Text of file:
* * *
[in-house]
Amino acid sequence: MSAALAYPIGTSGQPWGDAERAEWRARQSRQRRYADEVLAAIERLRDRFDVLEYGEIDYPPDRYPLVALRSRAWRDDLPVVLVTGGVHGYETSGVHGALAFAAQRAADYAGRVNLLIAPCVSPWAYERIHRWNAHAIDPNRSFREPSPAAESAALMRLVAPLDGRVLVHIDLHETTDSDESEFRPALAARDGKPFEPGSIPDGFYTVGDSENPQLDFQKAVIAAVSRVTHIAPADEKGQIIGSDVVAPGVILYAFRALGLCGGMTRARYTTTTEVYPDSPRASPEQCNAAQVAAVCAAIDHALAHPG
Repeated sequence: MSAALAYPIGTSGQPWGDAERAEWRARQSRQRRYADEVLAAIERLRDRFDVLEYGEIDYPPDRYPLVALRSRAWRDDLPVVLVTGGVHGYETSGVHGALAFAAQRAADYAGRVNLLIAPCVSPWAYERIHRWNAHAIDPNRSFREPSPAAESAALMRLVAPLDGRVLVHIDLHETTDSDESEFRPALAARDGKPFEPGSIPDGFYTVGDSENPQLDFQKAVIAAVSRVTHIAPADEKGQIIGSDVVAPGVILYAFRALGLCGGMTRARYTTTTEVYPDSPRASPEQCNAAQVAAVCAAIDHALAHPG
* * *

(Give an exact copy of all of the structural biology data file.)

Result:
[in-house]
Amino acid sequence: MSAALAYPIGTSGQPWGDAERAEWRARQSRQRRYADEVLAAIERLRDRFDVLEYGEIDYPPDRYPLVALRSRAWRDDLPVVLVTGGVHGYETSGVHGALAFAAQRAADYAGRVNLLIAPCVSPWAYERIHRWNAHAIDPNRSFREPSPAAESAALMRLVAPLDGRVLVHIDLHETTDSDESEFRPALAARDGKPFEPGSIPDGFYTVGDSENPQLDFQKAVIAAVSRVTHIAPADEKGQIIGSDVVAPGVILYAFRALGLCGGMTRARYTTTTEVYPDSPRASPEQCNAAQVAAVCAAIDHALAHPG
Repeated sequence: MSAALAYPIGTSGQPWGDAERAEWRARQSRQRRYADEVLAAIERLRDRFDVLEYGEIDYPPDRYPLVALRSRAWRDDLPVVLVTGGVHGYETSGVHGALAFAAQRAADYAGRVNLLIAPCVSPWAYERIHRWNAHAIDPNRSFREPSPAAESAALMRLVAPLDGRVLVHIDLHETTDSDESEFRPALAARDGKPFEPGSIPDGFYTVGDSENPQLDFQKAVIAAVSRVTHIAPADEKGQIIGSDVVAPGVILYAFRALGLCGGMTRARYTTTTEVYPDSPRASPEQCNAAQVAAVCAAIDHALAHPG